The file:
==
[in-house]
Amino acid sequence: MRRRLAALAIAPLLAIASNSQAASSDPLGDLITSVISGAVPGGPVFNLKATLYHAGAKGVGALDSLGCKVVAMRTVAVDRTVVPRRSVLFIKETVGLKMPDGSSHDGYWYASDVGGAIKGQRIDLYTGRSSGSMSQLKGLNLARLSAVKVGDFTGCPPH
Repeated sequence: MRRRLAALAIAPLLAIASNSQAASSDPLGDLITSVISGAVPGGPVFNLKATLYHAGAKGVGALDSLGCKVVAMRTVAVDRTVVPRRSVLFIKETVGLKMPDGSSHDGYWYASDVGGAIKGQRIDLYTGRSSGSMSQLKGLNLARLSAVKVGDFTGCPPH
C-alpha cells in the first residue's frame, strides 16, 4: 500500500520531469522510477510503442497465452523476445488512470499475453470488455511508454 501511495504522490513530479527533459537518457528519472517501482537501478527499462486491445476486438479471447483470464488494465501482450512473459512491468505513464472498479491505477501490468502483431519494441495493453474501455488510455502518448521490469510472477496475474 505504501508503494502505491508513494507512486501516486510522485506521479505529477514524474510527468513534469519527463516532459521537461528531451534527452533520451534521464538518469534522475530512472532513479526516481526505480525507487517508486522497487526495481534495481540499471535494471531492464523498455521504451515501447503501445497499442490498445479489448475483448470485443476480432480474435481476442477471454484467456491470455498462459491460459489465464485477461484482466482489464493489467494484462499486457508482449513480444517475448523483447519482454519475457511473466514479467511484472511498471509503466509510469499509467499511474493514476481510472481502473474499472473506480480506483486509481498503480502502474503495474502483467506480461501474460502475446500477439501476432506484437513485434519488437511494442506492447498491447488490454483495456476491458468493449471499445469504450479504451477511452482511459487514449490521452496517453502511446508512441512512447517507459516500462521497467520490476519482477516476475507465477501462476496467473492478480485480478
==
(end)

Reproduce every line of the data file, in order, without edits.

[in-house]
Amino acid sequence: MRRRLAALAIAPLLAIASNSQAASSDPLGDLITSVISGAVPGGPVFNLKATLYHAGAKGVGALDSLGCKVVAMRTVAVDRTVVPRRSVLFIKETVGLKMPDGSSHDGYWYASDVGGAIKGQRIDLYTGRSSGSMSQLKGLNLARLSAVKVGDFTGCPPH
Repeated sequence: MRRRLAALAIAPLLAIASNSQAASSDPLGDLITSVISGAVPGGPVFNLKATLYHAGAKGVGALDSLGCKVVAMRTVAVDRTVVPRRSVLFIKETVGLKMPDGSSHDGYWYASDVGGAIKGQRIDLYTGRSSGSMSQLKGLNLARLSAVKVGDFTGCPPH
C-alpha cells in the first residue's frame, strides 16, 4: 500500500520531469522510477510503442497465452523476445488512470499475453470488455511508454 501511495504522490513530479527533459537518457528519472517501482537501478527499462486491445476486438479471447483470464488494465501482450512473459512491468505513464472498479491505477501490468502483431519494441495493453474501455488510455502518448521490469510472477496475474 505504501508503494502505491508513494507512486501516486510522485506521479505529477514524474510527468513534469519527463516532459521537461528531451534527452533520451534521464538518469534522475530512472532513479526516481526505480525507487517508486522497487526495481534495481540499471535494471531492464523498455521504451515501447503501445497499442490498445479489448475483448470485443476480432480474435481476442477471454484467456491470455498462459491460459489465464485477461484482466482489464493489467494484462499486457508482449513480444517475448523483447519482454519475457511473466514479467511484472511498471509503466509510469499509467499511474493514476481510472481502473474499472473506480480506483486509481498503480502502474503495474502483467506480461501474460502475446500477439501476432506484437513485434519488437511494442506492447498491447488490454483495456476491458468493449471499445469504450479504451477511452482511459487514449490521452496517453502511446508512441512512447517507459516500462521497467520490476519482477516476475507465477501462476496467473492478480485480478